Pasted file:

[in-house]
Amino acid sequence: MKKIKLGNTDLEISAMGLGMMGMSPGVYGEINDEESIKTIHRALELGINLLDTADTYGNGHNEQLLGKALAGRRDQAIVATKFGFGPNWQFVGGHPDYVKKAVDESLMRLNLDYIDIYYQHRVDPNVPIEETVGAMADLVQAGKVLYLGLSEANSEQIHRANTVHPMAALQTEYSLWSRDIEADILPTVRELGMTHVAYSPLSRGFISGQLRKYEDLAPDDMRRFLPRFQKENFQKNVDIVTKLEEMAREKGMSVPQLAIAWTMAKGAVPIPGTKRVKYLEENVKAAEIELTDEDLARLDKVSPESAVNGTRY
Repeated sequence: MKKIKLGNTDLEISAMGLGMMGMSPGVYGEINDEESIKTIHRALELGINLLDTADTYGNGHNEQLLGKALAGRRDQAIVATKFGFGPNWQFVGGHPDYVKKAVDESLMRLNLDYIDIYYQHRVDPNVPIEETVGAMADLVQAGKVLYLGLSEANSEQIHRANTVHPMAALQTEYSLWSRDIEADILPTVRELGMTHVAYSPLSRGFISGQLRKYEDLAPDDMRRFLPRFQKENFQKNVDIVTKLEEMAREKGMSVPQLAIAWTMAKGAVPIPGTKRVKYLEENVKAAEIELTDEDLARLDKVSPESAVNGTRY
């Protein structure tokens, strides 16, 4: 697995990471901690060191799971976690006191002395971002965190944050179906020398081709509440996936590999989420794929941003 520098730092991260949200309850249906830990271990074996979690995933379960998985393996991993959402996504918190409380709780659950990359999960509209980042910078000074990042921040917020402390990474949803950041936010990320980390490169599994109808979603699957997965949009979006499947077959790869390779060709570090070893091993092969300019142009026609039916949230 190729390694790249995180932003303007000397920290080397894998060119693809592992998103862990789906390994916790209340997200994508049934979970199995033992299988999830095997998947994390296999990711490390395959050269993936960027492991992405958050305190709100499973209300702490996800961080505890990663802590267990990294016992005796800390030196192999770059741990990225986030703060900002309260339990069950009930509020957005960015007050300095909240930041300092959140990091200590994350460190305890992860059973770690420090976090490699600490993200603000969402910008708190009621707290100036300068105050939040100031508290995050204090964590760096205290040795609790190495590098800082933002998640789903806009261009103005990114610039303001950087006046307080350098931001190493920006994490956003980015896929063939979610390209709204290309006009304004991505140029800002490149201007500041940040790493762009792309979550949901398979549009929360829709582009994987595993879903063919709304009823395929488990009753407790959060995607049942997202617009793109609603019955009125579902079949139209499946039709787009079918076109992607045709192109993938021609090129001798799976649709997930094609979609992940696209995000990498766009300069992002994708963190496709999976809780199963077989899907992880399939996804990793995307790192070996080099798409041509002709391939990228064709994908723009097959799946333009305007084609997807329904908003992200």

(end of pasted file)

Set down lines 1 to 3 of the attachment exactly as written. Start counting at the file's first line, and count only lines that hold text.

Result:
[in-house]
Amino acid sequence: MKKIKLGNTDLEISAMGLGMMGMSPGVYGEINDEESIKTIHRALELGINLLDTADTYGNGHNEQLLGKALAGRRDQAIVATKFGFGPNWQFVGGHPDYVKKAVDESLMRLNLDYIDIYYQHRVDPNVPIEETVGAMADLVQAGKVLYLGLSEANSEQIHRANTVHPMAALQTEYSLWSRDIEADILPTVRELGMTHVAYSPLSRGFISGQLRKYEDLAPDDMRRFLPRFQKENFQKNVDIVTKLEEMAREKGMSVPQLAIAWTMAKGAVPIPGTKRVKYLEENVKAAEIELTDEDLARLDKVSPESAVNGTRY
Repeated sequence: MKKIKLGNTDLEISAMGLGMMGMSPGVYGEINDEESIKTIHRALELGINLLDTADTYGNGHNEQLLGKALAGRRDQAIVATKFGFGPNWQFVGGHPDYVKKAVDESLMRLNLDYIDIYYQHRVDPNVPIEETVGAMADLVQAGKVLYLGLSEANSEQIHRANTVHPMAALQTEYSLWSRDIEADILPTVRELGMTHVAYSPLSRGFISGQLRKYEDLAPDDMRRFLPRFQKENFQKNVDIVTKLEEMAREKGMSVPQLAIAWTMAKGAVPIPGTKRVKYLEENVKAAEIELTDEDLARLDKVSPESAVNGTRY